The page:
Ed­i­tor

The Weekend Australian - Review - - Profile - Tim Dou­glas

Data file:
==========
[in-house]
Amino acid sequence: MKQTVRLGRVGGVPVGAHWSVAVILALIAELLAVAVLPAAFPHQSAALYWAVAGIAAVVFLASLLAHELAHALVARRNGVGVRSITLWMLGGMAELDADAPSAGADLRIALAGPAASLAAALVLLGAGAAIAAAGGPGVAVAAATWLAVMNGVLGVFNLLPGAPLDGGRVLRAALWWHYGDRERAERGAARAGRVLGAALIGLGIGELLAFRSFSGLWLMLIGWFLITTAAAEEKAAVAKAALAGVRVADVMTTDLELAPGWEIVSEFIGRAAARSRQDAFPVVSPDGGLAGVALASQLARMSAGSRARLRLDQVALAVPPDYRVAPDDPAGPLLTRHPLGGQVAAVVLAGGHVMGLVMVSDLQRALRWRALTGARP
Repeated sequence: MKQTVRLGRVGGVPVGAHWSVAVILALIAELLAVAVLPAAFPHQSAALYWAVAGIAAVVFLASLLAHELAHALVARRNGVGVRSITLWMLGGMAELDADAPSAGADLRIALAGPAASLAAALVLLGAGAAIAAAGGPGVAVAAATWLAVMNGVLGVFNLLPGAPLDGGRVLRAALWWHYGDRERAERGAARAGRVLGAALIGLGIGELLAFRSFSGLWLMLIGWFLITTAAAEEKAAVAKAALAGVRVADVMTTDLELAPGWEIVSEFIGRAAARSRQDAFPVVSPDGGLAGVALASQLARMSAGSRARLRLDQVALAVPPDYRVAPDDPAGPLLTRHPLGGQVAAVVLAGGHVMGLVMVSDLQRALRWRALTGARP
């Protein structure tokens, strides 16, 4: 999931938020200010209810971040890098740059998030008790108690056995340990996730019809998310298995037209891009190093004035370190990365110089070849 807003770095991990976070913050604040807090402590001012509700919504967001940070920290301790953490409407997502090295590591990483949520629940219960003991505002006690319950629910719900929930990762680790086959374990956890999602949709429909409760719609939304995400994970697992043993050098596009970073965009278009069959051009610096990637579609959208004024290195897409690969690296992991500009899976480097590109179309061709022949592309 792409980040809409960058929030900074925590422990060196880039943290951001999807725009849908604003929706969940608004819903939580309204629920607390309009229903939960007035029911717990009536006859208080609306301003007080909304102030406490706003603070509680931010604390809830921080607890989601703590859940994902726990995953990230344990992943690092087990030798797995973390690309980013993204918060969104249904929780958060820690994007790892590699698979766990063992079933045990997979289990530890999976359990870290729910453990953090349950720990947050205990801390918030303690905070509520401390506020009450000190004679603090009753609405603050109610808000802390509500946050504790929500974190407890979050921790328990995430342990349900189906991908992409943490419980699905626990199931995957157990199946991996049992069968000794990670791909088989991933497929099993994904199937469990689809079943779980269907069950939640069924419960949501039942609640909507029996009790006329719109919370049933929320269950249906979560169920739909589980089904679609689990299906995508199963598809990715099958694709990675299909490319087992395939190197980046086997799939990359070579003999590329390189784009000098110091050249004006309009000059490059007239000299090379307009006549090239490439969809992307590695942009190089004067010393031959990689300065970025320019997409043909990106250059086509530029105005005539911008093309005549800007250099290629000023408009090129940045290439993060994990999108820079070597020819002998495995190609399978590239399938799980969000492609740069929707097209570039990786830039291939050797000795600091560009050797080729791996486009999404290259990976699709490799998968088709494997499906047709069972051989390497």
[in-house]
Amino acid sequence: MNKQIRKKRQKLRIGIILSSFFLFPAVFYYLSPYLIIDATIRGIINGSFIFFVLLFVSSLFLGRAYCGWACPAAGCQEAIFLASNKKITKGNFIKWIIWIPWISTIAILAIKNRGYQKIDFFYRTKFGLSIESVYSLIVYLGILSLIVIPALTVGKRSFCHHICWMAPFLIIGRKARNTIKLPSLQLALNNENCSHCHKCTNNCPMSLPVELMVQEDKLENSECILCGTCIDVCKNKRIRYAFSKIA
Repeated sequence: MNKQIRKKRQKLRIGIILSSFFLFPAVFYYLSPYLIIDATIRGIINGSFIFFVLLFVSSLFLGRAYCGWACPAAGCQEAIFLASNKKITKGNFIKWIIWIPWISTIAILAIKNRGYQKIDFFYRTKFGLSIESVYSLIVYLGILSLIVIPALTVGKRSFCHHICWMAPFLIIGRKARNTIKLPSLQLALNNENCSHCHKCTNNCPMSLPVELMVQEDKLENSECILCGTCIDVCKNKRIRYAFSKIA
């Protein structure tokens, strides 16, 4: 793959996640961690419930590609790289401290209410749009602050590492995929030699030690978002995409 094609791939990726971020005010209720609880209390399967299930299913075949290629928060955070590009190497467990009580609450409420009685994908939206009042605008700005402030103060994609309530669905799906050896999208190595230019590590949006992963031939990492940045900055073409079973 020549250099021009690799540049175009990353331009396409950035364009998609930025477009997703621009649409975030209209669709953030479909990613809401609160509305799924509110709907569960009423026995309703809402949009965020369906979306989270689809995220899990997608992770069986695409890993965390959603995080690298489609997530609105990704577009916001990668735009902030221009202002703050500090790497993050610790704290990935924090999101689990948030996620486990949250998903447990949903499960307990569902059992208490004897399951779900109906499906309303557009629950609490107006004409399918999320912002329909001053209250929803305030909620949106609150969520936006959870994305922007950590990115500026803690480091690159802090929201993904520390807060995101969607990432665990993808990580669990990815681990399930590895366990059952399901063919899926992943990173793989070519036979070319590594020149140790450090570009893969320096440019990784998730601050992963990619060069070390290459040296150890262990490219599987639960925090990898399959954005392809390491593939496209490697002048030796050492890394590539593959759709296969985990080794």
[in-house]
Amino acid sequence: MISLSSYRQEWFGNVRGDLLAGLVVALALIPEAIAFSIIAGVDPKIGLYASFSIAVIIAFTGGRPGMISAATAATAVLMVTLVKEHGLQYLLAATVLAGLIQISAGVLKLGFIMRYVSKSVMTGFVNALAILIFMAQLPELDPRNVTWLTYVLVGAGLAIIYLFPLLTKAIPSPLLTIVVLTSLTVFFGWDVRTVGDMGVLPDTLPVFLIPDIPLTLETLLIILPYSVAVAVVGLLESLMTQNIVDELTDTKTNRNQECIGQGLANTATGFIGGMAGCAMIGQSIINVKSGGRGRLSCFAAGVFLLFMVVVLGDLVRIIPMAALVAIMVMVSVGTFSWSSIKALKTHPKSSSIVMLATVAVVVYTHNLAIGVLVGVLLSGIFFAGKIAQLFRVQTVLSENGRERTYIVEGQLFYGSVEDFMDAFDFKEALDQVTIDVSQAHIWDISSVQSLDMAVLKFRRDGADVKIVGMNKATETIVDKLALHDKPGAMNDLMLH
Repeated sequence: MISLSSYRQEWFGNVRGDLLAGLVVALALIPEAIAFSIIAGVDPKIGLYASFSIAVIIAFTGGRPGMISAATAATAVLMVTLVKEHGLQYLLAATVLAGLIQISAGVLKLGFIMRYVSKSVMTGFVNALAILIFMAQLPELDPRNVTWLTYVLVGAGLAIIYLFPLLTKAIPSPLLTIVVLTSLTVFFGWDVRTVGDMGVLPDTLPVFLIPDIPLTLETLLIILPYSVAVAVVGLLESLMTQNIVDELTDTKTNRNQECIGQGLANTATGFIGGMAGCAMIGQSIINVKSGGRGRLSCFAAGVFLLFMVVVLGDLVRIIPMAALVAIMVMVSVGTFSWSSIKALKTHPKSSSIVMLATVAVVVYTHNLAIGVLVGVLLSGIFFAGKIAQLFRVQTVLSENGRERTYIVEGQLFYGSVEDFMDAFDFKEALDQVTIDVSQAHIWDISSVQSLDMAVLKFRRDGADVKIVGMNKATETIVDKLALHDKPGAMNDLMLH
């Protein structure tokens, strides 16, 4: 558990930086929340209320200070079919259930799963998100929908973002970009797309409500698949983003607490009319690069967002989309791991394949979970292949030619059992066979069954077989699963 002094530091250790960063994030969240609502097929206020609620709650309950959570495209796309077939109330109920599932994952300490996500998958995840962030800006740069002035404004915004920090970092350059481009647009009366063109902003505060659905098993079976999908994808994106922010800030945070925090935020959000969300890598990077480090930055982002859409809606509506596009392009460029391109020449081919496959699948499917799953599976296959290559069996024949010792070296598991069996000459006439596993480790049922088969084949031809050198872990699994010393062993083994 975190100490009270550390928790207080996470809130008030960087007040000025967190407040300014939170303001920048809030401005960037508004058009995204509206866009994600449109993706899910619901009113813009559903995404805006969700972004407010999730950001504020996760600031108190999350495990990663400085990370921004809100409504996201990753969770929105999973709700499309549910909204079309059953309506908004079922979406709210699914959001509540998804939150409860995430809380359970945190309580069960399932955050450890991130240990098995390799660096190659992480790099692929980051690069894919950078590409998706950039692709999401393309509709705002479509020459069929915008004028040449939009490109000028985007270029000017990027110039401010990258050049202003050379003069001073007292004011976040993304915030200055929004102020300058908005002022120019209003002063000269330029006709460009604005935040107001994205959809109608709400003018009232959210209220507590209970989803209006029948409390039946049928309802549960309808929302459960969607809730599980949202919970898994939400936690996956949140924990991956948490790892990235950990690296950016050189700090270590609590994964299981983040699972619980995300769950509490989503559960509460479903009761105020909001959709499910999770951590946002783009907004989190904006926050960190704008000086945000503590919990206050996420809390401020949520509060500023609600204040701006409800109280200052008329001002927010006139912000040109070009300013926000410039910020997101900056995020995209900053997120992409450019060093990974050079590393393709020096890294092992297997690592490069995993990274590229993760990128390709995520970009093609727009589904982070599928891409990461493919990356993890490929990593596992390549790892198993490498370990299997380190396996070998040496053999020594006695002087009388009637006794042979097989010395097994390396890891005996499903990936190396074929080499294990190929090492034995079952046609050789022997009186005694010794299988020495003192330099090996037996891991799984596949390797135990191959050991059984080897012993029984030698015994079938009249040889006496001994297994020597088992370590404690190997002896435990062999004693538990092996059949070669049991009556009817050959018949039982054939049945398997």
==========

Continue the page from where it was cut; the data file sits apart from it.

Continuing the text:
Like sen­a­tor Ge­orge Bran­dis — whose name I in­voked last week in this col­umn — I con­fess to hav­ing a bit of a thing for a good, solid set of book­shelves. Noth­ing too fancy, just something ro­bust enough to house a few Shake­speare col­lec­tions, a Malouf or two, some Or­wells, Whites, Win­tons and Wordsworths, the odd po­lit­i­cal or cricket bi­og­ra­phy and the hodge­podge of dusty hard­backs, origamied pa­per­backs and pho­to­graphic es­says I’ve col­lected, like mem­o­ries, over a life­time. This week, af­ter re­cently mov­ing house, I re­leased my book col­lec­tion from its five-month stint in stor­age cap­tiv­ity. While restack­ing, and re­cat­e­goris­ing — there surely is a Ger­man word for the great plea­sure de­rived from this ac­tion — I came across a copy of Peter Carey’s Os­car and Lucinda, a hard­back I must have pil­fered from my mum’s labyrinthine home li­brary years ago. The find, though, was serendip­i­tous. This week, on­line seller Abe­books.com an­nounced the rare sale of 33 first-edi­tion works by the Aus­tralian dual Booker Prize win­ner. Each of the books — first and lim­ited edi­tions — is signed or in­scribed by Carey. There’s no word on the iden­tity of the seller, but Os­car and Lucinda, Bliss, True His­tory of the Kelly Gang, 30 Days in Syd­ney, and the rest, could be yours for the out­ra­geously rea­son­able sum of $US2000 ($2640). Get in quick. By the time Carey wins the No­bel Prize in Lit­er­a­ture (check with your lo­cal bookie for the lat­est odds) the col­lec­tion will be worth a small for­tune. The ef­fects of ex-trop­i­cal cy­clone Deb­bie are still be­ing felt down the eastern seaboard, and few places were harder hit than Lis­more. The town on the NSW north coast was taken by sur­prise ear­lier this week when the Wil­sons river broke its banks and tore through the CBD. The Lis­more Re­gional Gallery felt the brunt, with a re­ported 1.2m of wa­ter flow­ing through its down­stairs gallery. Staff and an army of hardy vol­un­teers — all gal­lantly cap­tured on the in­sti­tu­tion’s In­sta­gram ac­count — man­aged to sal­vage the gallery’s col­lec­tion, which had been in stor­age on the ground floor when the tor­rent hit. So rapid was the del­uge, though, that tens of thou­sands of dol­lars worth of ex­hi­bi­tion equip­ment and prop­erty could not be saved. The flood also af­fected artist stu­dios and the North­ern Rivers Per­form­ing Arts or­gan­i­sa­tion’s head­quar­ters. Flood in­sur­ance is a messy and ar­cane busi­ness, and so a crowd-fund­ing site has been set up to help the re­gion’s cul­tural sec­tor get back on its feet. To do­nate, head to the North­ern Rivers Arts Flood Fund‘s GoFundMe page (www.gofundme.com). It wasn’t quite Van Gogh’s The Starry Night, but Stargaz­ing Live, ABC TV’s live as­tron­omy ex­per­i­ment this week, was something of a work of art in it­self. Not even the teem­ing rain on Tues­day across Aus­tralia, “the best place on earth to see the stars”, could wipe the imp­ish grin from the face of Bri­tish physi­cist Brian Cox as he and host Ju­lia Zemiro, Guin­ness hap­pily in hand, charted the his­tory of the uni­verse in the south­ern sky. Just bril­liant. In­ci­den­tally, Van Gogh — the big­gest Aus­tralian ex­hi­bi­tion of whose works is soon to open at the Na­tional Gallery of Vic­to­ria (see story on Pages 8 and 9) — likely would have ap­proved. “I know noth­ing with any cer­tainty,” the Dutch artist once said. “But the sight of the stars makes me dream.”

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